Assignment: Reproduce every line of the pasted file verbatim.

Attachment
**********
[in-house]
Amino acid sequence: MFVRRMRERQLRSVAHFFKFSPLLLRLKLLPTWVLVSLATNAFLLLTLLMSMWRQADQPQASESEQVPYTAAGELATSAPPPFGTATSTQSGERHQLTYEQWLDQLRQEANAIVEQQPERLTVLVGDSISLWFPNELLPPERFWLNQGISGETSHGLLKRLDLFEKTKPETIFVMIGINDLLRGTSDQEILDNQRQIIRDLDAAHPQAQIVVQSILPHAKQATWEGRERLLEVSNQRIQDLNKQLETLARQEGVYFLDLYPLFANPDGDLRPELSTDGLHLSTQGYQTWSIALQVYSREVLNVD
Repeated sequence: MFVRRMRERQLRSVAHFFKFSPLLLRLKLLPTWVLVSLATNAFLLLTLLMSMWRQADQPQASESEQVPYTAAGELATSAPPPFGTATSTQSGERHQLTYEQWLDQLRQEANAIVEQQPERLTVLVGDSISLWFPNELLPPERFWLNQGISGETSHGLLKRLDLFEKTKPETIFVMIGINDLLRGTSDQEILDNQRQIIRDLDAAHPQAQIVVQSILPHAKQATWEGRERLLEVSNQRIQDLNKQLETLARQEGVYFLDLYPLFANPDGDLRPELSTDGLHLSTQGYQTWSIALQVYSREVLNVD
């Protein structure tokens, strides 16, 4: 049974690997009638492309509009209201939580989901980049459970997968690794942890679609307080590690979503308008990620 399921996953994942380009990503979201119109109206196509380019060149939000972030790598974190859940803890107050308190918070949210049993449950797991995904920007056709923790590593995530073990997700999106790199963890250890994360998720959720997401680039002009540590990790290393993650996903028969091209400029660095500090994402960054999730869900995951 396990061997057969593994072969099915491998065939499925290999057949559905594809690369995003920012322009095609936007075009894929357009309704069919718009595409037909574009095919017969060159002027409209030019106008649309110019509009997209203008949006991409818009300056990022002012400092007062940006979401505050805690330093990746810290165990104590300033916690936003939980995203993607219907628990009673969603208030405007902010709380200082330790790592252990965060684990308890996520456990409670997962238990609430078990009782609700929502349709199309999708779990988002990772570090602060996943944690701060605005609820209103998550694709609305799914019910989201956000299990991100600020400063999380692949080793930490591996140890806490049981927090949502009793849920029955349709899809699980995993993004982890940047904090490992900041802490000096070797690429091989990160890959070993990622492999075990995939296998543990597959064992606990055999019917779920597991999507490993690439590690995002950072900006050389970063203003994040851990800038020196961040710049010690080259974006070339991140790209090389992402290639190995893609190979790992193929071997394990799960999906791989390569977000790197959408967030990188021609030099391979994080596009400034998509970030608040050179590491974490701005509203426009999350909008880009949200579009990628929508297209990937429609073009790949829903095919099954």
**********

[in-house]
Amino acid sequence: MFVRRMRERQLRSVAHFFKFSPLLLRLKLLPTWVLVSLATNAFLLLTLLMSMWRQADQPQASESEQVPYTAAGELATSAPPPFGTATSTQSGERHQLTYEQWLDQLRQEANAIVEQQPERLTVLVGDSISLWFPNELLPPERFWLNQGISGETSHGLLKRLDLFEKTKPETIFVMIGINDLLRGTSDQEILDNQRQIIRDLDAAHPQAQIVVQSILPHAKQATWEGRERLLEVSNQRIQDLNKQLETLARQEGVYFLDLYPLFANPDGDLRPELSTDGLHLSTQGYQTWSIALQVYSREVLNVD
Repeated sequence: MFVRRMRERQLRSVAHFFKFSPLLLRLKLLPTWVLVSLATNAFLLLTLLMSMWRQADQPQASESEQVPYTAAGELATSAPPPFGTATSTQSGERHQLTYEQWLDQLRQEANAIVEQQPERLTVLVGDSISLWFPNELLPPERFWLNQGISGETSHGLLKRLDLFEKTKPETIFVMIGINDLLRGTSDQEILDNQRQIIRDLDAAHPQAQIVVQSILPHAKQATWEGRERLLEVSNQRIQDLNKQLETLARQEGVYFLDLYPLFANPDGDLRPELSTDGLHLSTQGYQTWSIALQVYSREVLNVD
């Protein structure tokens, strides 16, 4: 049974690997009638492309509009209201939580989901980049459970997968690794942890679609307080590690979503308008990620 399921996953994942380009990503979201119109109206196509380019060149939000972030790598974190859940803890107050308190918070949210049993449950797991995904920007056709923790590593995530073990997700999106790199963890250890994360998720959720997401680039002009540590990790290393993650996903028969091209400029660095500090994402960054999730869900995951 396990061997057969593994072969099915491998065939499925290999057949559905594809690369995003920012322009095609936007075009894929357009309704069919718009595409037909574009095919017969060159002027409209030019106008649309110019509009997209203008949006991409818009300056990022002012400092007062940006979401505050805690330093990746810290165990104590300033916690936003939980995203993607219907628990009673969603208030405007902010709380200082330790790592252990965060684990308890996520456990409670997962238990609430078990009782609700929502349709199309999708779990988002990772570090602060996943944690701060605005609820209103998550694709609305799914019910989201956000299990991100600020400063999380692949080793930490591996140890806490049981927090949502009793849920029955349709899809699980995993993004982890940047904090490992900041802490000096070797690429091989990160890959070993990622492999075990995939296998543990597959064992606990055999019917779920597991999507490993690439590690995002950072900006050389970063203003994040851990800038020196961040710049010690080259974006070339991140790209090389992402290639190995893609190979790992193929071997394990799960999906791989390569977000790197959408967030990188021609030099391979994080596009400034998509970030608040050179590491974490701005509203426009999350909008880009949200579009990628929508297209990937429609073009790949829903095919099954």